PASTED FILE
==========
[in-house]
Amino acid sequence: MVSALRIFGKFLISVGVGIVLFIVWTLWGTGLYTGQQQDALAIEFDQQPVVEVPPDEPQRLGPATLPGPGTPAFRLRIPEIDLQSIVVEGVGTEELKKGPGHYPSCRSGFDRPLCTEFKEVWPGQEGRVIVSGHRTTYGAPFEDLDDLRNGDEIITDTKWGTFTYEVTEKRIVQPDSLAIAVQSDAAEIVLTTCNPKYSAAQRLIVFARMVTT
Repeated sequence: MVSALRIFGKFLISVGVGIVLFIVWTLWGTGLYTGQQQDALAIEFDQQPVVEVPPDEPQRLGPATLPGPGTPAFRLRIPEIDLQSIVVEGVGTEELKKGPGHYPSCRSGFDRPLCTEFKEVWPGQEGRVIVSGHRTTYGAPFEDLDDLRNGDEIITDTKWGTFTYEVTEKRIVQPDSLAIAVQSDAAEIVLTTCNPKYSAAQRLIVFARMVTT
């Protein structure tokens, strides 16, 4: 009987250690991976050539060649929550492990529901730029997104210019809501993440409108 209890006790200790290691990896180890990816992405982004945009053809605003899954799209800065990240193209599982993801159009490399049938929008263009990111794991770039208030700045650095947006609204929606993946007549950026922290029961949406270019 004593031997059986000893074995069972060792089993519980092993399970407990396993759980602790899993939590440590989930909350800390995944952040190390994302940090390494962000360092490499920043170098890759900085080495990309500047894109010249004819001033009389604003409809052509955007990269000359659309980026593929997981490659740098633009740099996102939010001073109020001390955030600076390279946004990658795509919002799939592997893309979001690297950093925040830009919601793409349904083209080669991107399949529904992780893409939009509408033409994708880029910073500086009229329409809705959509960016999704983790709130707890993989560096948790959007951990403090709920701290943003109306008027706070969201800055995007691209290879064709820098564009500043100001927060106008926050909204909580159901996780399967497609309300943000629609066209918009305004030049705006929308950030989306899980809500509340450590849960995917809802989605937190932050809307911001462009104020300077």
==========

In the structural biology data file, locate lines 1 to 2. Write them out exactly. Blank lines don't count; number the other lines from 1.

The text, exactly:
[in-house]
Amino acid sequence: MVSALRIFGKFLISVGVGIVLFIVWTLWGTGLYTGQQQDALAIEFDQQPVVEVPPDEPQRLGPATLPGPGTPAFRLRIPEIDLQSIVVEGVGTEELKKGPGHYPSCRSGFDRPLCTEFKEVWPGQEGRVIVSGHRTTYGAPFEDLDDLRNGDEIITDTKWGTFTYEVTEKRIVQPDSLAIAVQSDAAEIVLTTCNPKYSAAQRLIVFARMVTT